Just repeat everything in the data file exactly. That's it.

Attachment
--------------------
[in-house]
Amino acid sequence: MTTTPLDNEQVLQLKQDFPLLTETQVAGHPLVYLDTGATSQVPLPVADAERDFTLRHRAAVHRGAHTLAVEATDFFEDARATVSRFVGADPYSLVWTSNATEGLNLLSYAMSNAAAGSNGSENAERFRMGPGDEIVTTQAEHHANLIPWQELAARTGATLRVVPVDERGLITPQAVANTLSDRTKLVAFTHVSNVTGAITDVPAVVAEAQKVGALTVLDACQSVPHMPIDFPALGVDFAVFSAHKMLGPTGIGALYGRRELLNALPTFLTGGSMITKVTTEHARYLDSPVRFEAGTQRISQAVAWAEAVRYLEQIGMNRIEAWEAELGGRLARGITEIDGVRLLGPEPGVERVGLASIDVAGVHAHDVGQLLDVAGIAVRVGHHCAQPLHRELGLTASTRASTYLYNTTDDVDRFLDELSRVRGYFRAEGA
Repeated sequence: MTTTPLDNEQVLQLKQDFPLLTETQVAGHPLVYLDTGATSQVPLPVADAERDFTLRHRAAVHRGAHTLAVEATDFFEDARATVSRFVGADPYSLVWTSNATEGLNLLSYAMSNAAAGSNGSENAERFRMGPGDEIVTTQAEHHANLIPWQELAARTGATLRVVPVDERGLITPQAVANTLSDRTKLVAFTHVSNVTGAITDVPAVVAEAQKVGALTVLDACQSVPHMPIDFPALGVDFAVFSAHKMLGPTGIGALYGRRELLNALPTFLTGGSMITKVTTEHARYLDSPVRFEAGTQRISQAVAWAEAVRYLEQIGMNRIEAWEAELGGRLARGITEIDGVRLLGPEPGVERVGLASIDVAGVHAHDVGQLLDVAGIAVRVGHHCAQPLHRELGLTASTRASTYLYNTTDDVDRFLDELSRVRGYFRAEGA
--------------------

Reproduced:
[in-house]
Amino acid sequence: MTTTPLDNEQVLQLKQDFPLLTETQVAGHPLVYLDTGATSQVPLPVADAERDFTLRHRAAVHRGAHTLAVEATDFFEDARATVSRFVGADPYSLVWTSNATEGLNLLSYAMSNAAAGSNGSENAERFRMGPGDEIVTTQAEHHANLIPWQELAARTGATLRVVPVDERGLITPQAVANTLSDRTKLVAFTHVSNVTGAITDVPAVVAEAQKVGALTVLDACQSVPHMPIDFPALGVDFAVFSAHKMLGPTGIGALYGRRELLNALPTFLTGGSMITKVTTEHARYLDSPVRFEAGTQRISQAVAWAEAVRYLEQIGMNRIEAWEAELGGRLARGITEIDGVRLLGPEPGVERVGLASIDVAGVHAHDVGQLLDVAGIAVRVGHHCAQPLHRELGLTASTRASTYLYNTTDDVDRFLDELSRVRGYFRAEGA
Repeated sequence: MTTTPLDNEQVLQLKQDFPLLTETQVAGHPLVYLDTGATSQVPLPVADAERDFTLRHRAAVHRGAHTLAVEATDFFEDARATVSRFVGADPYSLVWTSNATEGLNLLSYAMSNAAAGSNGSENAERFRMGPGDEIVTTQAEHHANLIPWQELAARTGATLRVVPVDERGLITPQAVANTLSDRTKLVAFTHVSNVTGAITDVPAVVAEAQKVGALTVLDACQSVPHMPIDFPALGVDFAVFSAHKMLGPTGIGALYGRRELLNALPTFLTGGSMITKVTTEHARYLDSPVRFEAGTQRISQAVAWAEAVRYLEQIGMNRIEAWEAELGGRLARGITEIDGVRLLGPEPGVERVGLASIDVAGVHAHDVGQLLDVAGIAVRVGHHCAQPLHRELGLTASTRASTYLYNTTDDVDRFLDELSRVRGYFRAEGA